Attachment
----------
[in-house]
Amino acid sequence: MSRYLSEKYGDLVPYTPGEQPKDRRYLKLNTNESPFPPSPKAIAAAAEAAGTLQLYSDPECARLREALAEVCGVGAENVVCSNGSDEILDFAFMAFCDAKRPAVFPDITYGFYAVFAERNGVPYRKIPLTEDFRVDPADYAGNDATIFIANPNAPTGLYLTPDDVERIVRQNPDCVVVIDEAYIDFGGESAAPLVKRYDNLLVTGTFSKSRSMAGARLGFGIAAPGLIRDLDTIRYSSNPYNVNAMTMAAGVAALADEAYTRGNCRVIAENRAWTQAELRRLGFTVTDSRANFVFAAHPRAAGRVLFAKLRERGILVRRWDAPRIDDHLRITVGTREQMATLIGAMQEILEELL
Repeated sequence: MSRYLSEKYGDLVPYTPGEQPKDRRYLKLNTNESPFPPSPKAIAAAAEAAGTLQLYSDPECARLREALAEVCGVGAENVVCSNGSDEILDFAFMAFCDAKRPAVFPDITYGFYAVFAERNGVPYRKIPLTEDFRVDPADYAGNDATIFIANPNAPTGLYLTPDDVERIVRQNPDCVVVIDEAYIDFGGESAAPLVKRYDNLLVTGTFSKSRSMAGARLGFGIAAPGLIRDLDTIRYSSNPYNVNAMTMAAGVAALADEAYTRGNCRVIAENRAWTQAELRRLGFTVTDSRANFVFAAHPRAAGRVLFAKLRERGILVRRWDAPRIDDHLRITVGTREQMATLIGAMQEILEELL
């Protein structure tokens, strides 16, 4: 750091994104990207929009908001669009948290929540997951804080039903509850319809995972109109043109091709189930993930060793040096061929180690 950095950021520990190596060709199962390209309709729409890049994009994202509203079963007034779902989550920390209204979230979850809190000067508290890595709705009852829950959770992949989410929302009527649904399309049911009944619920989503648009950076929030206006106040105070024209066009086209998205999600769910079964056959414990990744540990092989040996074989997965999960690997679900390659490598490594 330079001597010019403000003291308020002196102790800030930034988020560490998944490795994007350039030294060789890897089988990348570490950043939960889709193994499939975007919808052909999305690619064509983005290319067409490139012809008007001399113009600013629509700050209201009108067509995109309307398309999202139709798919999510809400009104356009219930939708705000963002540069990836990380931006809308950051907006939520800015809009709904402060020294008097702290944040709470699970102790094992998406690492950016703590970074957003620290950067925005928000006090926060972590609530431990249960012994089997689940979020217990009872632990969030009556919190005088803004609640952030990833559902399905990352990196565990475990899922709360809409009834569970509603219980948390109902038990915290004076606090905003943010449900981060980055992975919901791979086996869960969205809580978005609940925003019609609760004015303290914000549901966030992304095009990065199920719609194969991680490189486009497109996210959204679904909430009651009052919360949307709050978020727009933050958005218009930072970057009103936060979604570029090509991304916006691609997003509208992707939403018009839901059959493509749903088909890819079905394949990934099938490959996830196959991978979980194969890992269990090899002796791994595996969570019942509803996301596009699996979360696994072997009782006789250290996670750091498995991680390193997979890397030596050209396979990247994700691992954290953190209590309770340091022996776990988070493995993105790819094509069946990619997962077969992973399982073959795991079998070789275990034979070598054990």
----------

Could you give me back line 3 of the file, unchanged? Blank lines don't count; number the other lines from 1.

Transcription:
Repeated sequence: MSRYLSEKYGDLVPYTPGEQPKDRRYLKLNTNESPFPPSPKAIAAAAEAAGTLQLYSDPECARLREALAEVCGVGAENVVCSNGSDEILDFAFMAFCDAKRPAVFPDITYGFYAVFAERNGVPYRKIPLTEDFRVDPADYAGNDATIFIANPNAPTGLYLTPDDVERIVRQNPDCVVVIDEAYIDFGGESAAPLVKRYDNLLVTGTFSKSRSMAGARLGFGIAAPGLIRDLDTIRYSSNPYNVNAMTMAAGVAALADEAYTRGNCRVIAENRAWTQAELRRLGFTVTDSRANFVFAAHPRAAGRVLFAKLRERGILVRRWDAPRIDDHLRITVGTREQMATLIGAMQEILEELL